Shares of Gilead Sciences (NASDAQ:GILD) have been settling in the low-sixties again after shares saw a bit of momentum in recent weeks, in contrary to the rest of the market. Since the spring, shares have been range bound between $60 and $65 per share as in July I concluded that the situation was improving here.
This came after the company started strong in 2022, albeit that it compares to an underwhelming original outlook. The stronger performance looks interesting, but non-pandemic related sales were stronger than expected, and investors rather would like to see strength in the core part of the business.
With non-demanding valuations and some "new" drugs showing some potential and traction, the risk-reward seemed pretty decent.
Gilead has gained fame for solving HCV, after a very well-timed, or perhaps lucky $11 billion acquisition of Pharmasset. This created a huge boost to the business and the shares which peaked at over $100 per share in 2015.
With HCV being solved, the boom did not last as the drug sales were not recurring for the simple reason that patients were actually cured. A growing HIV business made that Gilead continued to keep total revenues and earnings flattish, but that was all that. In the meantime, Gilead has pursued many and expensive deals, with not the same pay-off as Pharmasset (which is quite an understatement). This includes a $21 billion deal for Immunomedics (through which it got its hands on Trodelvy), a $12 billion deal for Kite Pharma (which involved Yescarta) as well as multi-billion deals for Forty Seven and Galapagos.
2021 did revenues came in at $27 billion, actually marking the second year in a row in which revenues have risen. That is about the good news as Veklury, Gilead's Covid-19 drug, added $5.5 billion in revenues. Adjusted for that contribution, revenues of the core business have been flattish for a couple of years now.
HIV sales totaled $16.3 billion in 2021, being the backbone of the business. HCV sales continued to fall (as has been the case for years) with revenues reported just shy of $2 billion. HBV/HDV sales rose 13% to just below a billion, with cell therapy sales up 43% to $487 million.
Adjusted earnings were posted at $7.28 per share in 2021, as net debt fell to $20 billion, while cash flow generation has been solid, despite a compelling dividend and continued share buybacks. The 2022 guidance was a bit soft, with sales seen at just $24 billion (including $2 billion in Covid-19 related Veklury sales) as adjusted earnings were seen down to $6.45 per share.
First quarter sales rose 3% to $6.6 billion, but this was driven by Veklury sales which rose 5% to $1.5 billion, with product sales excluding this drug up 2% to $5.0 billion, driven by the growth in the cell therapy business. The $2.12 per share number (adjusted) looked good, yet the company only reiterated the full year guidance while maintaining a $3 per share dividend, for a yield of around 5%. With product sales flattish, deleveraging rapidly taking place and some good news on the corporate front with regard to approvals and test results, the situation looked quite good.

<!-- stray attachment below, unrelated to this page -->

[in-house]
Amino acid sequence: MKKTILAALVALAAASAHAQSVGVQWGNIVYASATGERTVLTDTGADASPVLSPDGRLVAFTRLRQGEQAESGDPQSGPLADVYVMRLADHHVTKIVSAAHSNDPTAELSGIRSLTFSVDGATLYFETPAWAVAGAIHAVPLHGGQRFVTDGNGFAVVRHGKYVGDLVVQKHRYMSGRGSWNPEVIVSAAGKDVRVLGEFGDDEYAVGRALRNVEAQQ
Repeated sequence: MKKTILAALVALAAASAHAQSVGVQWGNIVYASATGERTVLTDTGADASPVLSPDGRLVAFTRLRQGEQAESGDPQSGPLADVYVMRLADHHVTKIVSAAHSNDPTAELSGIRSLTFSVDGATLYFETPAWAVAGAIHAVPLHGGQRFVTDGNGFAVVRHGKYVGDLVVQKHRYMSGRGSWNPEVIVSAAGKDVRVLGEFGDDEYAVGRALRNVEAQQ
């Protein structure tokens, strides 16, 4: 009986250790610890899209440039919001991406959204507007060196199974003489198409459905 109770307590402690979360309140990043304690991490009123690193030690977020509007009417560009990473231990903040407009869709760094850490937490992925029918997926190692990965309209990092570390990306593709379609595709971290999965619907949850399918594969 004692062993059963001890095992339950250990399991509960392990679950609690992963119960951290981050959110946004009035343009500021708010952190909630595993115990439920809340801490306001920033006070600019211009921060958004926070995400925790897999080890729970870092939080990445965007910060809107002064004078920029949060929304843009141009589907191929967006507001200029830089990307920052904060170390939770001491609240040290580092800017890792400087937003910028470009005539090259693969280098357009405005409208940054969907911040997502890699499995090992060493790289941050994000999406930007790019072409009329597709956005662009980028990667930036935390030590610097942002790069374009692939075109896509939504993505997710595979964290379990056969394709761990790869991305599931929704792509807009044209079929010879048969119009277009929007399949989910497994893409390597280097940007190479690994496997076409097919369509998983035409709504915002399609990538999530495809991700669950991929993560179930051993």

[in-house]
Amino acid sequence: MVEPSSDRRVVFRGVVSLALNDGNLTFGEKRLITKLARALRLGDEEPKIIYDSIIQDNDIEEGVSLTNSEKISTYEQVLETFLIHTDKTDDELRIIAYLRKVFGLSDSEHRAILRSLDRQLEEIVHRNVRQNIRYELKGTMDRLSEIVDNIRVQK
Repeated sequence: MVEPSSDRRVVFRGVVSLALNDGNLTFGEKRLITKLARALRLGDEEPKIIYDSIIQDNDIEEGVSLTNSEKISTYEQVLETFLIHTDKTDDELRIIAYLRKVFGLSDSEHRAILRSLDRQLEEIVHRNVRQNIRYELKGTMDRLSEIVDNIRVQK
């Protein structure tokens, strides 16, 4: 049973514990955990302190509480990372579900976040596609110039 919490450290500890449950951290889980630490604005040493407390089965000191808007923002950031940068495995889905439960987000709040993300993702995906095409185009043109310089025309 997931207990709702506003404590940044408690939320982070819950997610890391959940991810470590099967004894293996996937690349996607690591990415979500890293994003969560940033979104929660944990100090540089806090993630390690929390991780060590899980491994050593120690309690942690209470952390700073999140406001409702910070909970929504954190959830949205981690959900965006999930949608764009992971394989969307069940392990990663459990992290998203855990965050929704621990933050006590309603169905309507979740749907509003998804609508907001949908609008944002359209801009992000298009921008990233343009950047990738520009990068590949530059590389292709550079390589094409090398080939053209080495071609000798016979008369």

While growth was still hard to find it was the 10% earnings yield, stability and 5% dividend yield which looked compelling to me. Of course, we have seen interest rates increase further, which causes some competition for the 5% dividend yield, but Gilead seems to be holding up just nicely here.
Early in August, Gilead posted its second quarter results as revenues rose 1 percent to $6.3 billion. The "good" thing is that Veklury fell 46% to $445 million with the pandemic on its retreat, as other product sales rose 7% to $5.7 billion, a very encouraging trend.
This was driven by a modest increase in HIV sales, continued decline in HCV sales, but mostly a 68% increase in cell therapy sales to a run rate of around $1.5 billion, and Trodelvy revenues increasing 79% to more than $600 million. GAAP earnings came in at just $0.91 per share following amortization charges and losses on equity holdings (Galapagos) with adjusted earnings reported at $1.58 per share, as net debt continues to come in below $20 billion.
The company hiked the full year sales guidance by $700 million to $24.5-$25.0 billion, with the hike being largely attributed to half a billion greater contribution of Veklury (despite a dramatic year-over-year decline in the second quarter) and $200 million in additional revenue growth of the core operations. In response, the adjusted earnings per share guidance has been hiked to a midpoint of $6.55 per share.
Following some momentum, Gilead announced its next bolt-on deal, paying $405 million to acquire MiroBio, a UK-based biotechnology company which focuses on restoring immune balance. Later in the month, Gilead announced that it acquired the remainder of the worldwide right of Trodelvy in a$280 million upfront deal.
The truth of the matter is that Gilead remains a solid Covid-19 hedge in case the pandemic comes back this autumn. In the meantime, we have seen some commercial tradition of the non-Covid-19 sales which is encouraging, as this and some bolt-on deal making adds to the potential of Gilead, all while debt remains very much under control.
Hence, I continue to see appeal as notably the second quarter earnings report was solid enough to ignite some confidence, making me still a holder, anxiously waiting for better days to come.
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Disclosure: I/we have a beneficial long position in the shares of GILD either through stock ownership, options, or other derivatives. I wrote this article myself, and it expresses my own opinions. I am not receiving compensation for it (other than from Seeking Alpha). I have no business relationship with any company whose stock is mentioned in this article.